Tip: Need cash to help you get through a transition period after being affected by COVID-19? Read “4 options to consider if you need emergency cash."
It depends on your retirement plan. If loans are allowed and your employer has agreed to it, the loan cap increases to $100,000 or 100% of your vested account balance, whichever is less. This is for loans taken within 180 days after the CARES Act was passed (March 27, 2020 – December 31, 2020). Log in to your account to see if your plan allows it and if you're eligible.
If you have an outstanding loan from your retirement plan with repayment due in 2020, the CARES Act allows you to delay your repayments for up to one year. Future payments will be adjusted to account for the delay.
The CARES Act waived 2020 RMDs. When you take an RMD, it’s taxable, so holding off is a way you may be able to reduce your income for 2020.
If you took your 2020 RMD dating back to January 2020, you had until August 31, 2020, to do a tax-free rollover of an RMD withdrawn from a defined contribution plan or IRA outside of the normal 60-day window.
For IRAs, this repayment won't count toward the one rollover per year rule (if repaid to the same IRA). Additionally, a non-spouse IRA beneficiary may do a tax-free rollover by repaying the RMD to the same IRA. The extension of the rollover deadline to August 31, 2020, may also apply to certain 2019 RMDs taken in 2020. Talk to a tax professional to find out what options you may have.
Annuity payments and withdrawal questions
Yes, you can stop those at any time and resume in the future if you'd like. We just need five days advance notice to stop a premium payment from coming out of your bank account.
We know how important this is to you. Our goal is that you have no interruptions in your payments. It’s possible that may change due to circumstances outside our control, so we’re recommending all our customers who receive payments via check to transition to direct deposit to avoid delays.
Yes, typically you can, but it depends on the type of annuity you own. Most of our deferred annuities offer a free surrender amount each year if you’re still within the surrender-charge period. And some of our income annuities allow for a one-time withdrawal in addition to income payments. Keep in mind that withdrawals from your retirement account can impact future earnings and future retirement savings.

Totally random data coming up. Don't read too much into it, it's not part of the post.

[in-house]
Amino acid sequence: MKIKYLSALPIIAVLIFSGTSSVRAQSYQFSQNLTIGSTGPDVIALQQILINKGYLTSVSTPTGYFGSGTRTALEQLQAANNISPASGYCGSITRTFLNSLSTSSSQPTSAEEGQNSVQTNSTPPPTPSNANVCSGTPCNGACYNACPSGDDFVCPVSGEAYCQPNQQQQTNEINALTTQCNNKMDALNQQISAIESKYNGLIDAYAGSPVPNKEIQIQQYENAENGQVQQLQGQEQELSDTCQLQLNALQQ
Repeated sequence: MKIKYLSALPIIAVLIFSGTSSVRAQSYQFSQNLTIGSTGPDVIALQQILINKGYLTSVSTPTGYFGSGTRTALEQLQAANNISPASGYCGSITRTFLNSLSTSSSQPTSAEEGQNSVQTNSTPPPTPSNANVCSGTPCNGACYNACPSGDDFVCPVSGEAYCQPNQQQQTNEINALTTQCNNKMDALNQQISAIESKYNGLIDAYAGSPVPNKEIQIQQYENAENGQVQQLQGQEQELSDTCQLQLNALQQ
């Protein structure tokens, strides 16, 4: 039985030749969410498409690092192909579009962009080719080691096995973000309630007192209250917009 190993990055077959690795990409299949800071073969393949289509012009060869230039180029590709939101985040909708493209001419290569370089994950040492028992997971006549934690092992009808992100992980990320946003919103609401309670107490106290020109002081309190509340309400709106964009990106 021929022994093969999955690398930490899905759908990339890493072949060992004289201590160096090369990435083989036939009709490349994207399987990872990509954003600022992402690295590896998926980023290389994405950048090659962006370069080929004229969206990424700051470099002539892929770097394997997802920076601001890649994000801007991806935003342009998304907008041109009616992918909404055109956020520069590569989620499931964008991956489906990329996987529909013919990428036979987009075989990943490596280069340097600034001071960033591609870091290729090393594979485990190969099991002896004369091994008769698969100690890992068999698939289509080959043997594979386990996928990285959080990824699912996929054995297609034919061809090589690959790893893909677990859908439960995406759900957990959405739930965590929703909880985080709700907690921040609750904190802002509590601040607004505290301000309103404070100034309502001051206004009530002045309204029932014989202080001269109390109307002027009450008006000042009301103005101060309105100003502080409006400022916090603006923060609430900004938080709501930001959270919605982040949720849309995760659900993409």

Variable annuities can be more complex. If you’re receiving guaranteed lifetime income payments, an extra withdrawal can change future payments. Call us, or contact your financial professional, before taking a withdrawal from a fixed or variable annuity.
Maybe, depending on the type of annuity you own. The CARES Act waives the 10% early withdrawal penalty on retirement account distributions for "qualified individuals." This applies to IRAs and certain qualified retirement plans, including some annuities. The maximum you can withdraw collectively from your accounts is $100,000 in 2020.
Typically, a fixed deferred or variable annuity funded with qualified money would be eligible. However, there may be impacts to future payments or surrender charges that will still apply. Income annuities may only allow withdrawals in certain circumstances. It’s best to call us, or contact your financial professional to make sure you understand any contractual impact before taking a withdrawal.
If you’re experiencing hardship, call us at 800-852-4450 to discuss your options.
1 Bloomberg, Principal Global Asset Allocation. Data as of June 20, 2000.
2 Example for illustrative purposes. Returns related to a 2% interest-bearing CD. Market returns based on S&P index returns as of December 31, 2008 through December 31, 2013. Past performance does not guarantee future results.
Investing involves risk, including possible loss of principal.
Asset allocation and diversification do not ensure a profit or protect against a loss.
Equity investment options involve greater risk, including heightened volatility, than fixed-income investment options.
Fixed-income investments are subject to interest rate risk; as interest rates rise their value will decline.
The subject matter in this communication is educational only and provided with the understanding that Principal® is not rendering legal, accounting, investment advice or tax advice. You should consult with appropriate counsel or other advisors on all matters pertaining to legal, tax, investment or accounting obligations and requirements.
Insurance products and plan administrative services provided through Principal Life Insurance Co. Securities offered through Principal Securities, Inc., 800-547-7754, member SIPC. Principal Life and Principal Securities are members of Principal Financial Group®, Des Moines, IA 50392.